When She Asks Me Not to Speak

At the June Justice Luncheon, "Renewing the Campaign Against Torture," Crystal Keshawarz, the Muslim respondent, shared this poem she wrote about her familial and personal experience with torture. 

 

image1.JPGWhen she asks me not to speak
I remember memories I never had
I have visions of things I've not seen
Grandfather, prison, torture, disappearance
Great uncle imprisoned, tortured, assassinated
The uncle I never knew, a child of 16
Disappeared off the street
When she asks me not to speak

I see my mother arrested, interrogated 
I see her preparing for her own execution
Resigned to the fate of a revolutionary
I see my uncle crossing the most dangerous 
Battlefields of Kashmir for a chance at life
I see my grandmother walking with 
Tattered clothes through winding 
Mountain passes, a young widow at 35
When she asks me not to speak 
I wonder why my mother doesn't hear
My ancestors' voices screaming 
From beyond the veil, 
Hands beating at their chests 
Spirits in distress as they declare-
"Isn't that why we gave our last breaths?
Isn't that why our bones are now earth,
And our atoms are now stardust?
To speak freely, live freely, breathe freely- 
Isn't that why you broke the earth in half with broken feet?"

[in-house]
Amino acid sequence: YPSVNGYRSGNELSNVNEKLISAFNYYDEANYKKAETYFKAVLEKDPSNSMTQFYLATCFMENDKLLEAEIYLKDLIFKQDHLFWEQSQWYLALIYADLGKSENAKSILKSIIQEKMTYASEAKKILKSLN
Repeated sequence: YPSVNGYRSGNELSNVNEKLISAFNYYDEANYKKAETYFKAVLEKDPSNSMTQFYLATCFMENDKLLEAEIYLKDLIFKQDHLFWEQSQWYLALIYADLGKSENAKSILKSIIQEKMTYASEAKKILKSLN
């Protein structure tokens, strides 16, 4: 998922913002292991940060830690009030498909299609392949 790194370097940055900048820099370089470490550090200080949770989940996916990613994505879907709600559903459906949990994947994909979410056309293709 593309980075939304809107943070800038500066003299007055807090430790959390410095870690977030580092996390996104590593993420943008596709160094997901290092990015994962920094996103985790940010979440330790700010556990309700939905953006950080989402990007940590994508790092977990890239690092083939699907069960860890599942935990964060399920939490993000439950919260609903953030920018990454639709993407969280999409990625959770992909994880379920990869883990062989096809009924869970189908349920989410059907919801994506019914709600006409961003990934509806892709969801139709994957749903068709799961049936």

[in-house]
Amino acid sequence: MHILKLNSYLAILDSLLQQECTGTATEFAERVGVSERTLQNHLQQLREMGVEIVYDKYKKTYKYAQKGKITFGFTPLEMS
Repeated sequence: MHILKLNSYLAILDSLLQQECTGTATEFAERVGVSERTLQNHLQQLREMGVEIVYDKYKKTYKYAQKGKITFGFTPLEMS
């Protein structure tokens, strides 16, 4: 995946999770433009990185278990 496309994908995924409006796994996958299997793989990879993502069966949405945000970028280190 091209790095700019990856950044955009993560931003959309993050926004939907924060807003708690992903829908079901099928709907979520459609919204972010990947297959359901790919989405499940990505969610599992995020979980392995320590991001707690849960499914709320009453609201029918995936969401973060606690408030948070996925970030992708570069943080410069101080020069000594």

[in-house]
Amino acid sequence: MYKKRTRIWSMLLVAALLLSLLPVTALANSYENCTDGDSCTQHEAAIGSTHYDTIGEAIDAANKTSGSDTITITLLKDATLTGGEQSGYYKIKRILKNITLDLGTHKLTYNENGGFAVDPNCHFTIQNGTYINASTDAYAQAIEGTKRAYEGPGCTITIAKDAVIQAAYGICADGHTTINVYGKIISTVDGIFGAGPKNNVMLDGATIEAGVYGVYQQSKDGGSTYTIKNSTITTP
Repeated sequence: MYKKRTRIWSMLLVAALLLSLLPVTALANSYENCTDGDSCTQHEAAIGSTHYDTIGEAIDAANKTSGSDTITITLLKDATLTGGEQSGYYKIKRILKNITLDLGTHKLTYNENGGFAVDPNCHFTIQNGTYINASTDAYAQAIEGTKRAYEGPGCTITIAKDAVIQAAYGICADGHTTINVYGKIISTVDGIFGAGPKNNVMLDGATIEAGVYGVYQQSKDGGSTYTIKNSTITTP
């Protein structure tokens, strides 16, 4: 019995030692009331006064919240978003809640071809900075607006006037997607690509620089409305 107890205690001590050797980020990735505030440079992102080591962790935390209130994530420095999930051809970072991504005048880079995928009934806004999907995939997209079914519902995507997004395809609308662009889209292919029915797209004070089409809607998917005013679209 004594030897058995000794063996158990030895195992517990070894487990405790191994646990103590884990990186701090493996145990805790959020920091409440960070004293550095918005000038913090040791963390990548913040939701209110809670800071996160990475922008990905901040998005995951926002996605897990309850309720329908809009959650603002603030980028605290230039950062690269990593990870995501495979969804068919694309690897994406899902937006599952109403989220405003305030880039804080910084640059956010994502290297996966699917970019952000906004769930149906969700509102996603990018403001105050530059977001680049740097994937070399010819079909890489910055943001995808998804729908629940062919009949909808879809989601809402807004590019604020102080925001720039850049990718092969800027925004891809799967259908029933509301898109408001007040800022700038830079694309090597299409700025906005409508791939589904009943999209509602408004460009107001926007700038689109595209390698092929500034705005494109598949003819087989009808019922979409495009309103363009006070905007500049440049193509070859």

So you see dear mother, 
It is not for unheavy reasons that I speak.
I speak because I am the manifested hope, 
The unrealized dreams of those who came before me;
When I speak my ancestors speak, 
And they remind me not to let them die in vain.

Showing 2 reactions

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  • commented 2017-10-17 21:44:03 -0700
    Remembering. reliving the intergenerational trauma experienced in the here and now; being the same for Mexican American/Chicana/os and not in vain for either communities. Tlazohcamati
  • commented 2017-08-05 01:27:55 -0700
    Beautiful, heartfelt, visionary poem of resistance, that is not in vain. As a Prior Sovereignm, Xicano/ Mexican American, this poem stirred me to keep on keeping on! We must continue to respect each other’s ethnicity and some how help too, our white ethnic brothers and sisters to learn to respect their own ethnicities. We must all learn to live in harmony, mutual respect in interdependent ways.

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